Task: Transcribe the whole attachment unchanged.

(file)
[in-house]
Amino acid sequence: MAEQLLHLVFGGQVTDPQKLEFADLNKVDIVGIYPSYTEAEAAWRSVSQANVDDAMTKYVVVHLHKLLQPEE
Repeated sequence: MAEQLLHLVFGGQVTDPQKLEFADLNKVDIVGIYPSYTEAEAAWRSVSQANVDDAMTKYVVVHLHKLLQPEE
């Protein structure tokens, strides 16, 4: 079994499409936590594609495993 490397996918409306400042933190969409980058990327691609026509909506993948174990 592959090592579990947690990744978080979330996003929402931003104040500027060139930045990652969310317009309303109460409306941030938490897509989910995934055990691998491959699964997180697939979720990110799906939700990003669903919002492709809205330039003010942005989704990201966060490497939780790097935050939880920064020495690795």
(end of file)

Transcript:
[in-house]
Amino acid sequence: MAEQLLHLVFGGQVTDPQKLEFADLNKVDIVGIYPSYTEAEAAWRSVSQANVDDAMTKYVVVHLHKLLQPEE
Repeated sequence: MAEQLLHLVFGGQVTDPQKLEFADLNKVDIVGIYPSYTEAEAAWRSVSQANVDDAMTKYVVVHLHKLLQPEE
């Protein structure tokens, strides 16, 4: 079994499409936590594609495993 490397996918409306400042933190969409980058990327691609026509909506993948174990 592959090592579990947690990744978080979330996003929402931003104040500027060139930045990652969310317009309303109460409306941030938490897509989910995934055990691998491959699964997180697939979720990110799906939700990003669903919002492709809205330039003010942005989704990201966060490497939780790097935050939880920064020495690795």